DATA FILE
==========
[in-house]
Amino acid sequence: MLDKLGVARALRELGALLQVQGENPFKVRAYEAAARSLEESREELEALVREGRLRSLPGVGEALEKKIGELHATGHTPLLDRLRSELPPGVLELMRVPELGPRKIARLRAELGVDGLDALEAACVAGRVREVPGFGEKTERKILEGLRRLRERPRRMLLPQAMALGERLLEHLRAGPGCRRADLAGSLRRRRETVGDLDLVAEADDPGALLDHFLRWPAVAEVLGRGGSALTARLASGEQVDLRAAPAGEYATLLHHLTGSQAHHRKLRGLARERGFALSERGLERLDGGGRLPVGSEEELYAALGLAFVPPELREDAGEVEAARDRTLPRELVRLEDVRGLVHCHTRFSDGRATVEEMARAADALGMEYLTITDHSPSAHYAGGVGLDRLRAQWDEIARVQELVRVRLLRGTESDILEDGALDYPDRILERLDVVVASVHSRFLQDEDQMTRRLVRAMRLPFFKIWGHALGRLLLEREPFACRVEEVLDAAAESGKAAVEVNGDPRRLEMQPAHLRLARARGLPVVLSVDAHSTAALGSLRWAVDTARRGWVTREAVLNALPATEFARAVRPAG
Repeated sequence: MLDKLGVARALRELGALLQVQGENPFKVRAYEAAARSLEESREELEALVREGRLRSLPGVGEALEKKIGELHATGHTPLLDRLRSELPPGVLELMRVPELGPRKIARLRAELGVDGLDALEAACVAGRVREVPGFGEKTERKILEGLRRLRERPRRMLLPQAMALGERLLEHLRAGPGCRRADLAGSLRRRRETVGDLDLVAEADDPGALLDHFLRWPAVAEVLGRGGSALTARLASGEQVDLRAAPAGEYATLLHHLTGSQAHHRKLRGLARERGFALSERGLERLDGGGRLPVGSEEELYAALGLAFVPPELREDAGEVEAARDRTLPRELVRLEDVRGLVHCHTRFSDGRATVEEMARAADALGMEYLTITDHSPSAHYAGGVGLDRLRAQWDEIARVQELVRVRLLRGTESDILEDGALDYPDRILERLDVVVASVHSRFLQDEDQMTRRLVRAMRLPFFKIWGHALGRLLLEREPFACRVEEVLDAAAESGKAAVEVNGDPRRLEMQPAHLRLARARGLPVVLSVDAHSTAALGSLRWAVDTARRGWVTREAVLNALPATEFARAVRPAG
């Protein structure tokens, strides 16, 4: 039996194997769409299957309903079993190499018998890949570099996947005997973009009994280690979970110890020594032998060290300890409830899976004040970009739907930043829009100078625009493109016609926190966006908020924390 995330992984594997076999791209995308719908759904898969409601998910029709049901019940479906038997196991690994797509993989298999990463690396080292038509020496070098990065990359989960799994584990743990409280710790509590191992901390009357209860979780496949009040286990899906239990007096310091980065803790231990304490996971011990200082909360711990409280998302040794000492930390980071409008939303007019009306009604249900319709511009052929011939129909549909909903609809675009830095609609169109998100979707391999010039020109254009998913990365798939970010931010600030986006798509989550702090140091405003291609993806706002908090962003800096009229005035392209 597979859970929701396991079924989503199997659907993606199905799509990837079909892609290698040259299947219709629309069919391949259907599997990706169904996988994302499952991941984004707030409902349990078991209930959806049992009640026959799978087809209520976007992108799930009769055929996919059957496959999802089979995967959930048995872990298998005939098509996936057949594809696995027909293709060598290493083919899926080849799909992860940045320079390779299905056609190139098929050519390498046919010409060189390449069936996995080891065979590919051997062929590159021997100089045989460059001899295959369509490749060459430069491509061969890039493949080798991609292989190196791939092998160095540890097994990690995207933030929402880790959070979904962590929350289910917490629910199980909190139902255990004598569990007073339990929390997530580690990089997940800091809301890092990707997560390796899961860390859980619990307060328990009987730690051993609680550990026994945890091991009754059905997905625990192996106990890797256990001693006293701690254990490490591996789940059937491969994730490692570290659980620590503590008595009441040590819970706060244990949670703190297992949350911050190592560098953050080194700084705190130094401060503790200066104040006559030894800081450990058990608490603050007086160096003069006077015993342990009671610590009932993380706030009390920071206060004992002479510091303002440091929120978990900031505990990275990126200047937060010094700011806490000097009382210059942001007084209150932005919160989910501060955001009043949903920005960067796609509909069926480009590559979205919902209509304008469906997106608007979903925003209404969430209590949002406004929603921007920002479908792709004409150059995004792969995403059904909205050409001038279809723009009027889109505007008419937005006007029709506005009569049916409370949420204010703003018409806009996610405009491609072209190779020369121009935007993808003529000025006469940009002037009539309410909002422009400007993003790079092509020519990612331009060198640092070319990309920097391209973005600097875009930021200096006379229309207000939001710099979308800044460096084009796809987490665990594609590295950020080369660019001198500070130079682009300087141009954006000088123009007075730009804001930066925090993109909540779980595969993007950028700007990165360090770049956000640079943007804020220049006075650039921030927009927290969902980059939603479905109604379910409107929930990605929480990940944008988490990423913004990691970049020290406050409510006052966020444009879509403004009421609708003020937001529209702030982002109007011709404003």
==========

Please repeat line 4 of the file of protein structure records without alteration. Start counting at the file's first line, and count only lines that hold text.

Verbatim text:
């Protein structure tokens, strides 16, 4: 039996194997769409299957309903079993190499018998890949570099996947005997973009009994280690979970110890020594032998060290300890409830899976004040970009739907930043829009100078625009493109016609926190966006908020924390 995330992984594997076999791209995308719908759904898969409601998910029709049901019940479906038997196991690994797509993989298999990463690396080292038509020496070098990065990359989960799994584990743990409280710790509590191992901390009357209860979780496949009040286990899906239990007096310091980065803790231990304490996971011990200082909360711990409280998302040794000492930390980071409008939303007019009306009604249900319709511009052929011939129909549909909903609809675009830095609609169109998100979707391999010039020109254009998913990365798939970010931010600030986006798509989550702090140091405003291609993806706002908090962003800096009229005035392209 597979859970929701396991079924989503199997659907993606199905799509990837079909892609290698040259299947219709629309069919391949259907599997990706169904996988994302499952991941984004707030409902349990078991209930959806049992009640026959799978087809209520976007992108799930009769055929996919059957496959999802089979995967959930048995872990298998005939098509996936057949594809696995027909293709060598290493083919899926080849799909992860940045320079390779299905056609190139098929050519390498046919010409060189390449069936996995080891065979590919051997062929590159021997100089045989460059001899295959369509490749060459430069491509061969890039493949080798991609292989190196791939092998160095540890097994990690995207933030929402880790959070979904962590929350289910917490629910199980909190139902255990004598569990007073339990929390997530580690990089997940800091809301890092990707997560390796899961860390859980619990307060328990009987730690051993609680550990026994945890091991009754059905997905625990192996106990890797256990001693006293701690254990490490591996789940059937491969994730490692570290659980620590503590008595009441040590819970706060244990949670703190297992949350911050190592560098953050080194700084705190130094401060503790200066104040006559030894800081450990058990608490603050007086160096003069006077015993342990009671610590009932993380706030009390920071206060004992002479510091303002440091929120978990900031505990990275990126200047937060010094700011806490000097009382210059942001007084209150932005919160989910501060955001009043949903920005960067796609509909069926480009590559979205919902209509304008469906997106608007979903925003209404969430209590949002406004929603921007920002479908792709004409150059995004792969995403059904909205050409001038279809723009009027889109505007008419937005006007029709506005009569049916409370949420204010703003018409806009996610405009491609072209190779020369121009935007993808003529000025006469940009002037009539309410909002422009400007993003790079092509020519990612331009060198640092070319990309920097391209973005600097875009930021200096006379229309207000939001710099979308800044460096084009796809987490665990594609590295950020080369660019001198500070130079682009300087141009954006000088123009007075730009804001930066925090993109909540779980595969993007950028700007990165360090770049956000640079943007804020220049006075650039921030927009927290969902980059939603479905109604379910409107929930990605929480990940944008988490990423913004990691970049020290406050409510006052966020444009879509403004009421609708003020937001529209702030982002109007011709404003």